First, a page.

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19th Century Wood Floor Craftsman Leaves Secret Diary Under Castle Floors

Ryan Kushner
Joachim Martin left 72 diary entries under the floors he installed between 1880-1881.
Joachim Martin left 72 diary entries under the floors he installed between 1880-1881.

Joachim Martin left 72 diary entries under the floors he installed between 1880-1881.Joachim Martin left 72 diary entries under the floors he installed between 1880-1881.

A photo of his signature.A photo of his signature.

Castle photo courtesy of tripSuggestCastle photo courtesy of tripSuggest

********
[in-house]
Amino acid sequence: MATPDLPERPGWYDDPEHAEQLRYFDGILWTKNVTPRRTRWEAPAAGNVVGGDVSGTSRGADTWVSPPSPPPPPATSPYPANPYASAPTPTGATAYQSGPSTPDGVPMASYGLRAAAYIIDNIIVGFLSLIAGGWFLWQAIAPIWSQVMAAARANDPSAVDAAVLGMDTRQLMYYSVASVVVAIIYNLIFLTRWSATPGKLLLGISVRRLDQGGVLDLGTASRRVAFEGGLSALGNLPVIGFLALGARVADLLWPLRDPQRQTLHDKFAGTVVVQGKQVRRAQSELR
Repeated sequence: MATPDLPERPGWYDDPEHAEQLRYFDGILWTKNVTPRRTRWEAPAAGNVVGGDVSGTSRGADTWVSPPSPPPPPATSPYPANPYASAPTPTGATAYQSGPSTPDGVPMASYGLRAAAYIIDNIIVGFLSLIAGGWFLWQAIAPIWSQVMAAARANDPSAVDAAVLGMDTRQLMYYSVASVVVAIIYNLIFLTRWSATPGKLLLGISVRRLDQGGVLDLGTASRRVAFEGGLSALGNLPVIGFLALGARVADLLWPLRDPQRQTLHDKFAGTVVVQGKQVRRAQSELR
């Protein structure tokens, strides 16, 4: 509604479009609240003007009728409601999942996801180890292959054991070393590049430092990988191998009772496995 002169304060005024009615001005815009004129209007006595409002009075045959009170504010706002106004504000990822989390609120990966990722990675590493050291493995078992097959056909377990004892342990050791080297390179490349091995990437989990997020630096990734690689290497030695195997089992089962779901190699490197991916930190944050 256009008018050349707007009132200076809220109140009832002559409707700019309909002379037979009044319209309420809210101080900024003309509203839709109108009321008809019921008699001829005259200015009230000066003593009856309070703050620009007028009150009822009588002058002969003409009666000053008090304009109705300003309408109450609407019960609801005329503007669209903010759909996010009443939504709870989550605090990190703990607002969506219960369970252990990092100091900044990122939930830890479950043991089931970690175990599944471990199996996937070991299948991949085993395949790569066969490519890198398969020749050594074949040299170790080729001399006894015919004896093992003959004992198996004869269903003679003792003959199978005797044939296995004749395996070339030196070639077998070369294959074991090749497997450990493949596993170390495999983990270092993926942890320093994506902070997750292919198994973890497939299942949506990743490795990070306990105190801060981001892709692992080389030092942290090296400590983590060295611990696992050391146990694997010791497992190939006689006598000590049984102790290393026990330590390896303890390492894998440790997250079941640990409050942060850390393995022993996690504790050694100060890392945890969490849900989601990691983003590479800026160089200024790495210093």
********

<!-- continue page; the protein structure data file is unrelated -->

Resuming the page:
It's often said that old wood floors have a story to tell, but in Picomtal Castle in Southeast France, the floors do tell a story—literally. It was on the bottom of the Medieval castle's larch wood floorboards that Joachim Martin, the village wood floor pro, scrawled 72 revealing diary entries as he installed the floors between 1880–1881. Using his carpenter's pencil, Martin details no less than sex, politics, religion and murder in his small community of Crots, France. The writings, discovered in 2000 during a renovation, have become the subject of a book by French historian Jacques-Olivier Boudon, who notes that Martin's diary was likely intended for the next wood floor installer. While some of it is shocking (Martin reveals that his friend's illegitimate children are being murdered by their father), a good deal of Martin's writing focuses on the daily life of a 19th century wood floor pro. For instance, Martin, 38, complains about not being paid enough for the castle job, bemoaning the fact that he settled for just 0.60 francs per square meter. "I leave you this day, Sept. 3, 1881, and wish you to earn more than me at this castle," he says. "Twenty-two years of work and not a penny in the pocket." But it's not all kvetching; feeling reflective, Martin also gives advice to his future audience: "Be wiser than I was from the ages of 15 to 25, when I lived for nothing but love and liquor, doing little and spending much," he writes. And when he's not recounting murder or doling out advice, Martin's describing lunch. "5 o'clock," he writes. "I just ate a piece of pork … and a glass of sweet water. That's my existence, always alone in the castle. I'm bored." Another entry states: "Friend, I have just dined (God, what a dinner). 2 bowls of soup." In still another entry, after a night of drinking, Martin has an upset stomach and has to settle for sugar water. "I whistle and am gay and yet I made the floor without a drop of wine," he says. "Reduced to drinking sweet water and some chocolate stick by my unordered behavior." Boudon notes that Martin provides a unique, unfiltered insight into the life of ordinary working folks of the time. While drinking on the job is less kosher today, it seems some other things haven't entirely changed.

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